Company: Jive Software
Located: Portland, Oregon
Market: Social Business Software
Key Customers: Intel, Nike, VMware, NetApp, SAP, ManTech, Embarq, and National Instruments
Website: Jive Website
Blog: Jive Blog
I asked Matt Tucker, one of Jive Software’s founders and Chief Technology Officer a few questions about his business and his view of the SaaS market in 2009.
Did you start out as a Software-as-a-Service company?
No, actually we started about 8 years ago providing community and social software as a hybrid business, offering both on-premise and hosted solutions. Our initial products were low-cost discussion forum software.
We initially bootstrapped the company in Manhattan and it became too expensive for us and we felt that being a technology company, we needed to be on the West Coast. Our first thought was the Bay Area but it was still too expensive and we had concerns about hiring engineering talent in other West Coast cities. Finally we decided on Portland, Oregon. After the move to Portland, we rebooted the company from an operational perspective.
In 2004, we launched our new software suite based on our customer’s feedback and market changes centered around Web 2.0. Later we added in Wiki’s, blogging software, and released Clear Space 1.0 2007, which was the market’s first complete suite approach to Social business software. Our suite was true enterprise-grade software and it supported large communities.
Then about three years ago we launched our SaaS offering and recently launched our newest product suite focused exclusively on Social Business Software — Jive SBS.
Why do your customers buy from Jive?
We feel Jive SBS is the leading product in our market from a feature and function perspective. Other firms in the social software space like, IBM Lotus, and Microsoft SharePoint, offer solutions but they are not as functionally complete as Jive SBS. There are also consumer-oriented sites like Facebook but they are not enterprise-ready solutions and large customers get very nervous allowing employees to publish sensitive information where the public has access to it.
Jive Software is enterprise software, which means it needs to be really secure. Our products are so secure, that even the US Intelligence Community uses them. Compliance and security questions are common when it comes to building external communities. We find that being SAS70 Type II is helpful but is IT not ready for critical corporate data to be hosted externally in SaaS or the Cloud.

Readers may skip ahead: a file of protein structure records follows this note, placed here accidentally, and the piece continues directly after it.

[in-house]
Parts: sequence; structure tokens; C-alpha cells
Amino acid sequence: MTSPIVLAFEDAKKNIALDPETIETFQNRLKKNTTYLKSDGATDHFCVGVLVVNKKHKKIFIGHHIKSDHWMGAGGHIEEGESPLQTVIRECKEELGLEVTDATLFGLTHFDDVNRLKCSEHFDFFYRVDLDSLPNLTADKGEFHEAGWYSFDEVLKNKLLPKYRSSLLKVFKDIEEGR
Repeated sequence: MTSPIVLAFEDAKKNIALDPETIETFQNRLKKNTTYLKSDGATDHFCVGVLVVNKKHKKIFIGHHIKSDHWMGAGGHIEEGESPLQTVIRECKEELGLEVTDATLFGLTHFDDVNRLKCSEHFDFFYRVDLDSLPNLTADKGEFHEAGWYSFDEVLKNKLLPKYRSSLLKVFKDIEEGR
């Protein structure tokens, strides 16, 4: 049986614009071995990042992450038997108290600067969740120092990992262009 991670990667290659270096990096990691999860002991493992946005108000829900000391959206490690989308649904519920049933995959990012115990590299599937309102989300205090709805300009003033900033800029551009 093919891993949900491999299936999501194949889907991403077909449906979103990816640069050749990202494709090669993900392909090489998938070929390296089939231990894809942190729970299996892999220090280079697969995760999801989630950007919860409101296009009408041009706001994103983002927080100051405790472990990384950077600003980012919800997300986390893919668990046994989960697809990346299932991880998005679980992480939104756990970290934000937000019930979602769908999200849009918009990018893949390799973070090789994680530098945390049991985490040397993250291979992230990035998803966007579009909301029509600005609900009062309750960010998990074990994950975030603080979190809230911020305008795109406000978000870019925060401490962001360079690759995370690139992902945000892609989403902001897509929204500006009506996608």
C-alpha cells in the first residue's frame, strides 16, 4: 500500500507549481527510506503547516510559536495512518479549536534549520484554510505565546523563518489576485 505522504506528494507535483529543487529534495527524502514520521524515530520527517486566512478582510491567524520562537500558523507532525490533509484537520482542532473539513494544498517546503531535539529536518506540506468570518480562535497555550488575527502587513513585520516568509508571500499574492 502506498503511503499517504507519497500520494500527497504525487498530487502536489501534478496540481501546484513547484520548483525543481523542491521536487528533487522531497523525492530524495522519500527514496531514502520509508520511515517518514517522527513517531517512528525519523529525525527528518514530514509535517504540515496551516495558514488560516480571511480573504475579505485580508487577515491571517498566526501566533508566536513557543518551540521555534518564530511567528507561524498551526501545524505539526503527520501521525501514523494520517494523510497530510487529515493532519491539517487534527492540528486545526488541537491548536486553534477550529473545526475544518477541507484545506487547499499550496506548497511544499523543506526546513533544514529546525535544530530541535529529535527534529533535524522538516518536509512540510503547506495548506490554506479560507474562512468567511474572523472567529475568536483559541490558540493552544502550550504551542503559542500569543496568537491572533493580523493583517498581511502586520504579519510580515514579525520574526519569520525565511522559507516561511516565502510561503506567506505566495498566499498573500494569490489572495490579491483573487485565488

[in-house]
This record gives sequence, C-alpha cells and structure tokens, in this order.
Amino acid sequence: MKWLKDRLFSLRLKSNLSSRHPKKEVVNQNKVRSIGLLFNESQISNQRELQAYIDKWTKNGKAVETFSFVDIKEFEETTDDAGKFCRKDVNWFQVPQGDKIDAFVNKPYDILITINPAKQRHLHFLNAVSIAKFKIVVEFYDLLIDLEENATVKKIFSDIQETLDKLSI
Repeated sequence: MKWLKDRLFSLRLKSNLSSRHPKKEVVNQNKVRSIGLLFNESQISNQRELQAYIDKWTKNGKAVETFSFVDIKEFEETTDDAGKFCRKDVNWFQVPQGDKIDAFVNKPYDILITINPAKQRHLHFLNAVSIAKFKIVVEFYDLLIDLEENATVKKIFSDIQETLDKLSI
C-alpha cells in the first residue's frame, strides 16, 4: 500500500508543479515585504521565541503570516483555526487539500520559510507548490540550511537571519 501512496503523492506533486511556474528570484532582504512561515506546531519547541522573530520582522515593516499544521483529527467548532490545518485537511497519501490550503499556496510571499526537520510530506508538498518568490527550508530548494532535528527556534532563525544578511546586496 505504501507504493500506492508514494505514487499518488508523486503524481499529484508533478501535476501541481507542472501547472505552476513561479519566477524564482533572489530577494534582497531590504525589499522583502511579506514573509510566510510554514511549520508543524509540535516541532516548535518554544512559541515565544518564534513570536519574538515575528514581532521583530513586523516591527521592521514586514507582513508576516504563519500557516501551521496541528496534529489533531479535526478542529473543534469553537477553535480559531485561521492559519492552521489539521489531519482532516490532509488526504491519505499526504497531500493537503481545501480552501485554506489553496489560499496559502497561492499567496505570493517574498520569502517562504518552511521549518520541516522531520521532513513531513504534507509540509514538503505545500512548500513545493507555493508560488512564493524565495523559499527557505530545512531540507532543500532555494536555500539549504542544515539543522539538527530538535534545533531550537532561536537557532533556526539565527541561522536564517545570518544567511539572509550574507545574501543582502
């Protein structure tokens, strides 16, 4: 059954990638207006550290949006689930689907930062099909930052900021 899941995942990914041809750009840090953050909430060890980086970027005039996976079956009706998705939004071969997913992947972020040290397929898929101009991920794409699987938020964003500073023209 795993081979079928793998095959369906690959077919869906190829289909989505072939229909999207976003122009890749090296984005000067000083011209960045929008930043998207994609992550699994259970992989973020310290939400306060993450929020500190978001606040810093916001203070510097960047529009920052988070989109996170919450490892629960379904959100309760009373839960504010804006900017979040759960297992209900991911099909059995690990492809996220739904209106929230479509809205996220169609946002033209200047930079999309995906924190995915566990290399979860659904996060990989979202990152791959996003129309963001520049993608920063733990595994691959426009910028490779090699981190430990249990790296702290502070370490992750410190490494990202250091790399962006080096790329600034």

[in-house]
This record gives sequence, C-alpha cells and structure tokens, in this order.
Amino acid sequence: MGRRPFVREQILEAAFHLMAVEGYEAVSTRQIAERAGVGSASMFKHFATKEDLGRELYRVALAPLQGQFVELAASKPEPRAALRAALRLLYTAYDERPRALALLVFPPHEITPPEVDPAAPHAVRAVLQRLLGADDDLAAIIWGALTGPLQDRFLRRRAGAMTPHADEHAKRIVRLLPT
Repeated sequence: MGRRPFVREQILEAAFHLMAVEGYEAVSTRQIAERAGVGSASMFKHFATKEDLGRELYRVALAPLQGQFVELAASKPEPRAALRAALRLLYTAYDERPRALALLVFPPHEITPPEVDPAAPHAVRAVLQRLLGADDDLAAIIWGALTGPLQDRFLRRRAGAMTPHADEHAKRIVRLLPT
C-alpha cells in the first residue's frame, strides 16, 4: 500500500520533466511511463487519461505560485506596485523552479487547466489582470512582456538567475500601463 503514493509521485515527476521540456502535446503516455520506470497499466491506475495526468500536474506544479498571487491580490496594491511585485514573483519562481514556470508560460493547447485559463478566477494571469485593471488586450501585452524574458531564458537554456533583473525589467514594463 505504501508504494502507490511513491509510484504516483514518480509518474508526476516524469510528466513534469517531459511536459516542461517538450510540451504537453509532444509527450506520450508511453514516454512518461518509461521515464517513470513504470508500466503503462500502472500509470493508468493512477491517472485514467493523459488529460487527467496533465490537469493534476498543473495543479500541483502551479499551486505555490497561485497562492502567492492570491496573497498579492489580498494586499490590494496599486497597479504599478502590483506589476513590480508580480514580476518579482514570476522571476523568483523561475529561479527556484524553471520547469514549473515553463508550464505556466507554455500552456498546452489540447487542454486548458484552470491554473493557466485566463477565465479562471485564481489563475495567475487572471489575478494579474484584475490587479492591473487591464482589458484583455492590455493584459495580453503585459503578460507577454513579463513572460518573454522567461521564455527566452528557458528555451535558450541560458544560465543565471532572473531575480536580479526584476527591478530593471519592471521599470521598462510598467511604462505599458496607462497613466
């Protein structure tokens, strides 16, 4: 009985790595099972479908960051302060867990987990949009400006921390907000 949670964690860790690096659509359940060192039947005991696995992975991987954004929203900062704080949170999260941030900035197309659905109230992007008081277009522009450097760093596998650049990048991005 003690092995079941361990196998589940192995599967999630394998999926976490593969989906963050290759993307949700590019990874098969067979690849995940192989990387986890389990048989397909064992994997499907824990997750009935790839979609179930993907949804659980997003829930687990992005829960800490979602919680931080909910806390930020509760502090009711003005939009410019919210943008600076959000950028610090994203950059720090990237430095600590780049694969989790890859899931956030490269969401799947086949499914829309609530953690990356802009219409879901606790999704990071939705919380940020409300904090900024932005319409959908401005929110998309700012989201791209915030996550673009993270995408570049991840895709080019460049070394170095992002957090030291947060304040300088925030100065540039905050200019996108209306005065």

Many of our customers will use Jive to create external communities to sell and market their products and services. They like the fact that they don’t need to work with IT to get started or to maintain their communities. We definitely have some early adopters now like – Apple, Nike and CNN, but we think it might 2 or more years for social collaboration software to be widely accepted as a SaaS or Cloud solution. Keep in mind that corporate-wide communications and collaborations are more sensitive, because most companies don’t want their proprietary intellectual property freely available out on the Internet.
Jive Software enables companies need to effectively manage this valuable Social Capital, which is just like intellectual capital. Think of it as a combination of institutional knowledge and a company’s culture. Being able to manage a company’s Social Capital is increasingly important today with companies being global, with teams everywhere, less business travel and their corporate cultures that revolve around email.
What do you see as the key trend emerging in the SaaS industry?
Cloud Computing is the major trend for our market.
Jive is definitely moving towards Cloud Computing and in fact, I blogged about this topic a few months ago when we launched Jive Express, our new Cloud-based offering. We are leveraging Amazon’s EC2 infrastructure, which allows our customers to get up and running quickly – they can put up a community instance in about 4 minutes. It’s self sign-up and the security is the same as enjoyed by our SBS enterprise customers.
We think this approach to Social Business communities is cool because customers can solve very specific problems quickly, then other groups inside their enterprise get to see the product in action and then it can spread virally. Customers can try using our Cloud-based offering free for three months and then it converts over to $3/user/month subscription. We are hoping that most of these Jive Express customers will grow their instance, which should generate lots of new leads and pilots for us.
We are approaching the Cloud a little differently than those who are offering a pure multi-tenant model, because we are leveraging virtualization and more of a single tenant model, which delivers many of the benefits and a similar price point as multi-tenant.
We are now using virtualization as the backbone for our SaaS offerings and leveraging Amazon’s AWS infrastructure, so we can now manage our Jive Express Cloud as one large instance.
What is your outlook for 2009?
Jive continues to celebrate after every quarter because we keep exceeding their numbers. We believe we are in a very solid market space and Social Business Software is a critical and strategic priority for more and more companies. Because companies want to do more with less, they will continue to leverage enterprise technology like ours.
We are cautiously optimistic and building a business continues to be a lot of hard work but things seem to be going our way.
Thank you to Matt Tucker and Mike Marfise for contributing to this profile.